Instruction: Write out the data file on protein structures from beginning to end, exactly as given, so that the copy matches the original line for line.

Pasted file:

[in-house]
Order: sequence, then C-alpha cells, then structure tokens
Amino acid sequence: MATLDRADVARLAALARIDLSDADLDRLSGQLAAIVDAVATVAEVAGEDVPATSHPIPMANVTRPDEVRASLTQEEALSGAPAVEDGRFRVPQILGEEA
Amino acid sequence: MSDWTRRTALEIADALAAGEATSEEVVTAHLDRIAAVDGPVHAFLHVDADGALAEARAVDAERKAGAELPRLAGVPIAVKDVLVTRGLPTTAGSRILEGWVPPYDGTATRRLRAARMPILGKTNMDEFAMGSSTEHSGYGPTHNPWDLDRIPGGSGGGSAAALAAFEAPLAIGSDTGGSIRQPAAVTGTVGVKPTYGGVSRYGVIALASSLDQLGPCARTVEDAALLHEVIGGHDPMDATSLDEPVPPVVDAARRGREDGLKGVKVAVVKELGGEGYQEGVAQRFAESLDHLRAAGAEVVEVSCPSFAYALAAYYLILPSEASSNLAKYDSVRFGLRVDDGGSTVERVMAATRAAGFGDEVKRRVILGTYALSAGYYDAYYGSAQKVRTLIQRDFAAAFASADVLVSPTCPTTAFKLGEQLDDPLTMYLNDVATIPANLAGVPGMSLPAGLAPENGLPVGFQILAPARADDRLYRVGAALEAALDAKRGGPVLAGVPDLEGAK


[in-house]
Order: sequence, then C-alpha cells, then structure tokens
Amino acid sequence: MATLDRADVARLAALARIDLSDADLDRLSGQLAAIVDAVATVAEVAGEDVPATSHPIPMANVTRPDEVRASLTQEEALSGAPAVEDGRFRVPQILGEEA
Amino acid sequence: MSDWTRRTALEIADALAAGEATSEEVVTAHLDRIAAVDGPVHAFLHVDADGALAEARAVDAERKAGAELPRLAGVPIAVKDVLVTRGLPTTAGSRILEGWVPPYDGTATRRLRAARMPILGKTNMDEFAMGSSTEHSGYGPTHNPWDLDRIPGGSGGGSAAALAAFEAPLAIGSDTGGSIRQPAAVTGTVGVKPTYGGVSRYGVIALASSLDQLGPCARTVEDAALLHEVIGGHDPMDATSLDEPVPPVVDAARRGREDGLKGVKVAVVKELGGEGYQEGVAQRFAESLDHLRAAGAEVVEVSCPSFAYALAAYYLILPSEASSNLAKYDSVRFGLRVDDGGSTVERVMAATRAAGFGDEVKRRVILGTYALSAGYYDAYYGSAQKVRTLIQRDFAAAFASADVLVSPTCPTTAFKLGEQLDDPLTMYLNDVATIPANLAGVPGMSLPAGLAPENGLPVGFQILAPARADDRLYRVGAALEAALDAKRGGPVLAGVPDLEGAK